When the scarcity of affordable, accessible N95 masks became apparent, the CDC’s “anything-is-better-than-nothing” proclamation demanded that we downgrade our expectations from “safer” to “safe-ish” and don, well, whatever was handy. For some, that’s a non-medical kerchief or fabric face covering, a DIY job involving a cut-up T-shirt, or any number of other fabrics affixed to the face for the purpose of saying, “I care about you enough not to spit on you while I talk about my sourdough starter/foster dog/victory garden/Zoom backgrounds/homeschooled genius twins.”
Once it became clear that we were going to occupy this socially-distanced space for a while, it was only inevitable that the devolution would travel further down the path to perdition. The latest incarnation takes the shape of masks that can be opened to allow the wearer to drink through a straw. Yes, a mask for drinking!
Mind you sipping through a hole in a mask–or simply putting a hole in your mask–immensely lowers the device’s efficacy. And, putting that hole in directly in front of you mouth serves to especially decrease protections for yourself and others. We do not recommend the practice, but if you must buy “drinking mask,” here’s the rundown of options.
The designer of the most high-profile drinking mask is bona fide Korean pop star U Know Yunho of the band TVXQ is … well, it’s odd. But haven’t we just accepted Odd as a new, unwelcome housemate during quarantine? Nothing truly shocks anymore, does it?
Yunho’s mask is pretty simple. It’s the standard N-95-style mask but with one important upgrade (downgrade?) in that you can use your dirty digits to open a crucial valve on the front to allow for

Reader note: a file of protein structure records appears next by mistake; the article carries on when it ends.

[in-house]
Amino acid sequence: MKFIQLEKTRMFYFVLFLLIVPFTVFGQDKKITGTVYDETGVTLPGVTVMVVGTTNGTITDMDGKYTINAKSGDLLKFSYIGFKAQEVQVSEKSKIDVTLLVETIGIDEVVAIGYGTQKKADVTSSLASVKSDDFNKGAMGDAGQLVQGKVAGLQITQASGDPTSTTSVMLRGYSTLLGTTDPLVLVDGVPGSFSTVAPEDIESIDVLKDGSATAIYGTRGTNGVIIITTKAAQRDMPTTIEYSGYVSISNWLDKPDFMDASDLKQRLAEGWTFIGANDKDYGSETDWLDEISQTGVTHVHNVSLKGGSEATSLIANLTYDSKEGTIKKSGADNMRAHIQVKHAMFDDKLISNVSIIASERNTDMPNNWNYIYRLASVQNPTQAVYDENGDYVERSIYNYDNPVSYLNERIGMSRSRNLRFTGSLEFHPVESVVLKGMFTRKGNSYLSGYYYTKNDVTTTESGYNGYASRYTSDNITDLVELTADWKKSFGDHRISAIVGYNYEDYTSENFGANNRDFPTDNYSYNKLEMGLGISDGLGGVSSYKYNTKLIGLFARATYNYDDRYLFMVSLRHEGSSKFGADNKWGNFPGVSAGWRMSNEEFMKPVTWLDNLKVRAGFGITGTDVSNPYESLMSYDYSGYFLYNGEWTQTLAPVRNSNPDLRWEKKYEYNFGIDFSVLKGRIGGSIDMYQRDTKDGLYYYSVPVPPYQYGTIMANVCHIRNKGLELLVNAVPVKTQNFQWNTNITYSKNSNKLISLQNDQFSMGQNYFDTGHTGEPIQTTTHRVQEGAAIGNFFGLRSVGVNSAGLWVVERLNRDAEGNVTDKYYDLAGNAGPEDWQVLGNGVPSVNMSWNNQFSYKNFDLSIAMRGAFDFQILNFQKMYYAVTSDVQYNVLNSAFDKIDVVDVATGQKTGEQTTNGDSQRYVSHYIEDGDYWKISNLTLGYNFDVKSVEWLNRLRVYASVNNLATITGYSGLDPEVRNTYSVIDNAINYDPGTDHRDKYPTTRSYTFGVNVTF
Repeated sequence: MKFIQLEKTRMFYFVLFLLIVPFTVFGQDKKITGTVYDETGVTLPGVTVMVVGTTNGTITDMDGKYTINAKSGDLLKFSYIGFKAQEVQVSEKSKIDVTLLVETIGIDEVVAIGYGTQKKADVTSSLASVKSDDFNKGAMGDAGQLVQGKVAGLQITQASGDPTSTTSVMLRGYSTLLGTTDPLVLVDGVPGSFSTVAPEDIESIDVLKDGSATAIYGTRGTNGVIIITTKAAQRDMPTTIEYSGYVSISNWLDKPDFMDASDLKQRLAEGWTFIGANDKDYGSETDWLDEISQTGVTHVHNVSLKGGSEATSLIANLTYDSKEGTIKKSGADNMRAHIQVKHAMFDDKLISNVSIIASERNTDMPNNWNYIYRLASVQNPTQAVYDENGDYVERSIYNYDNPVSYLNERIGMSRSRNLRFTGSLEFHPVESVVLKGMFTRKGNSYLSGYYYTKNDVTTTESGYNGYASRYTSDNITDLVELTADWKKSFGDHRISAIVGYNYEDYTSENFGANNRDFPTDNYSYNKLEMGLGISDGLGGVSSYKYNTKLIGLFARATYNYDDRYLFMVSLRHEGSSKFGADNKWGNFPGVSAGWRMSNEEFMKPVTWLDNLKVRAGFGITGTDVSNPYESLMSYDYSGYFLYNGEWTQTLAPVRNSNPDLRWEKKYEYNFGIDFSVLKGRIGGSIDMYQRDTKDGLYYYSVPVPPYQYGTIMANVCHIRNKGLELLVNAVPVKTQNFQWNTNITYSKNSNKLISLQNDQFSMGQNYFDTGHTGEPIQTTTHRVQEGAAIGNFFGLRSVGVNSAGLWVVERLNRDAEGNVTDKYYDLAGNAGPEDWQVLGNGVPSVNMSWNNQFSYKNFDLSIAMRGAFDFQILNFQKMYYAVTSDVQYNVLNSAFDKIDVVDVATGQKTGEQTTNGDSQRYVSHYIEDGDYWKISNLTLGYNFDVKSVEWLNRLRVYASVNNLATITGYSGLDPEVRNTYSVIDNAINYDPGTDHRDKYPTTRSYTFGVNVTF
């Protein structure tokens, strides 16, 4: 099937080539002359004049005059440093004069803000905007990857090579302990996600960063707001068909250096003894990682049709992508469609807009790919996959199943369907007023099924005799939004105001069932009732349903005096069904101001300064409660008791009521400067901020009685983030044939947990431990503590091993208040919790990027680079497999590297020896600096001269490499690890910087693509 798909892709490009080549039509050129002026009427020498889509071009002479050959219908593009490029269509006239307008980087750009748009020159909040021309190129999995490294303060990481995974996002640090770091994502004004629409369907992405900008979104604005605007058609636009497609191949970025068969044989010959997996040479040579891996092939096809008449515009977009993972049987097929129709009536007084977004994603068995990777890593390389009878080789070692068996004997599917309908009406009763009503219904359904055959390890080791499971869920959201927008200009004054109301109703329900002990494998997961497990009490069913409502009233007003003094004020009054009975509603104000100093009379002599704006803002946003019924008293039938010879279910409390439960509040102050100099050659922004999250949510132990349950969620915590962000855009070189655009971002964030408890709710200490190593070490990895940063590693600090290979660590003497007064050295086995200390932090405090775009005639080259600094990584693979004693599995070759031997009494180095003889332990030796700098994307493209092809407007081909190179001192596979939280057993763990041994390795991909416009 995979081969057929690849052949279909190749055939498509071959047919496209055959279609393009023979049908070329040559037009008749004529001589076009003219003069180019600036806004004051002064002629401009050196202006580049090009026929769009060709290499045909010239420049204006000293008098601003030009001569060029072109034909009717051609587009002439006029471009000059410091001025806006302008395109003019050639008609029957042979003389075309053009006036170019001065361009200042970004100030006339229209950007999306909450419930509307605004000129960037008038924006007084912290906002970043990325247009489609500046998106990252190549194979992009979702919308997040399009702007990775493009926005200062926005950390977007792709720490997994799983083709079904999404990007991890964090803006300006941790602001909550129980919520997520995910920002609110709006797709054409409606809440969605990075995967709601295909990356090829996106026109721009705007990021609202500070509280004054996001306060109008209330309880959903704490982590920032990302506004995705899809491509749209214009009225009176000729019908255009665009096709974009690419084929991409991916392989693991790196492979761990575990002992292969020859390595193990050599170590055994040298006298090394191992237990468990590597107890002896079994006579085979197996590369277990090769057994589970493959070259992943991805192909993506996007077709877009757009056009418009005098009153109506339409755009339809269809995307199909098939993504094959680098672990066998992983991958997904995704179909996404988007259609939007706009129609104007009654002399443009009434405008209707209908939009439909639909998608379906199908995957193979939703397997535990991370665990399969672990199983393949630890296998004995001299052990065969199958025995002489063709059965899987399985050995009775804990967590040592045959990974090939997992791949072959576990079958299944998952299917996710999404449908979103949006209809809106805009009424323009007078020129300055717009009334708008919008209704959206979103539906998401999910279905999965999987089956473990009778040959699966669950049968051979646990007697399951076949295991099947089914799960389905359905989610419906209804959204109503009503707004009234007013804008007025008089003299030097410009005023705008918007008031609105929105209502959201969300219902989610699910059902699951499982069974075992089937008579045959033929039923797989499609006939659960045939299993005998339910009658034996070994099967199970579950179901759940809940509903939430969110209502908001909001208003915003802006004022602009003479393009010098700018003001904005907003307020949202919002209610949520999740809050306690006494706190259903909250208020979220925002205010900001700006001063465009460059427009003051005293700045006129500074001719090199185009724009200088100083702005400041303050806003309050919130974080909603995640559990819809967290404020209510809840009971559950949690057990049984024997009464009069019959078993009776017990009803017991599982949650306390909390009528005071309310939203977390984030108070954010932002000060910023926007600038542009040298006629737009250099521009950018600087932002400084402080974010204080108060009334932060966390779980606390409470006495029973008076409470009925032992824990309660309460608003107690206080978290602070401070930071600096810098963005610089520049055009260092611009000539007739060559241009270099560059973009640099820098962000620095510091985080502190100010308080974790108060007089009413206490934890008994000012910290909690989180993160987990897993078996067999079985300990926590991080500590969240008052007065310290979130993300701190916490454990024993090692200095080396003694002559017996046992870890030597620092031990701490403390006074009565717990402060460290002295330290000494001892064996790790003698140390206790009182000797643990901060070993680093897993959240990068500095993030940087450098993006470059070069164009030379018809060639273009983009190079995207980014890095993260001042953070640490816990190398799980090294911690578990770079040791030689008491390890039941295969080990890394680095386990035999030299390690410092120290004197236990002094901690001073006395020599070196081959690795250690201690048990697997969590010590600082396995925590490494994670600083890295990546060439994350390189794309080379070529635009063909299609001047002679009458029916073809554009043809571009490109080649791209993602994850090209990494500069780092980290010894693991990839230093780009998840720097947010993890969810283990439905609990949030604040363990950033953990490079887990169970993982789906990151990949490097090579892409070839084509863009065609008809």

anything opportunistic a straw. Less than useful during a global pandemic, the design seems better suited to a celebrity who says he frequently wears masks and would probably prefer to take a sip of water without revealing his identity. Although the patent was submitted to the Korean Intellectual Property Office on March 3 and accepted less than two weeks later, it seems there are already similar masks available on the market.
The DrinkThru Mask by Dr. Aurora Fernandez de Castro, for example, allows the wearer to stay hydrated without touching or removing their mask with the aid of a valve that can be opened up to a curious stated limit of eight times per wearing session. The clearly Google-translated website also boasts an inspiring quote from Ben Franklin, reminding us that “An ounce of prevention is worth a pound of cure.” Which begs the question, what does horseshit weigh?
We’re pretty positive that this mask is not N-95 certified. In fact, not much info about the filtration is provided beyond “protection from allergens and airborne diseases.” However, the price of two for $19.95 or 12 for $96.00 does include a complimentary plastic straw and wet wipe with every mask. Sooooo…
Samira Boon is a Japanese-created, Dutch-based design studio. The company primarily sells boutique-y items like card cases and window mosaics. Their mask section features some cool designs like realistic looking animal prints… and a zipper mask.
The “very sterile looking white gauze mask” features the outline of a pair of lips with red fabric lips displayed within the cutout. A zipper bisects the opening. Although the press photo shows a woman eating sushi through the opening, we’d stick to a straw. Each mask sells for €16.00 ($17.33).
Surprising no one, Etsy is ground zero for drinking masks. Most of the offerings are exactly what one would expect from the platform: hand sewn DIY masks made of fantastical fabrics with small slits to allow a straw through. This leopard print offering from JillBlingAndBeyond is a relatively representative offering.
However, we were impressed by maker LeotardsByUmma who took the base design one step further by including a closable flap to cover the opening. The masks are “100% cotton , well fitted and in variety of highly fashionable fabrics and colors.” A “40 peace” [sic] set goes for $175.12.
If you don’t like those, search around Etsy; the site has plenty of variants.
No matter who’s name is on the mask, this idea that you still must touch the mask and break the barrier keeping you safe is scary, but not as scary as the guy who used a soda bottle to achieve the same hack of all hacks.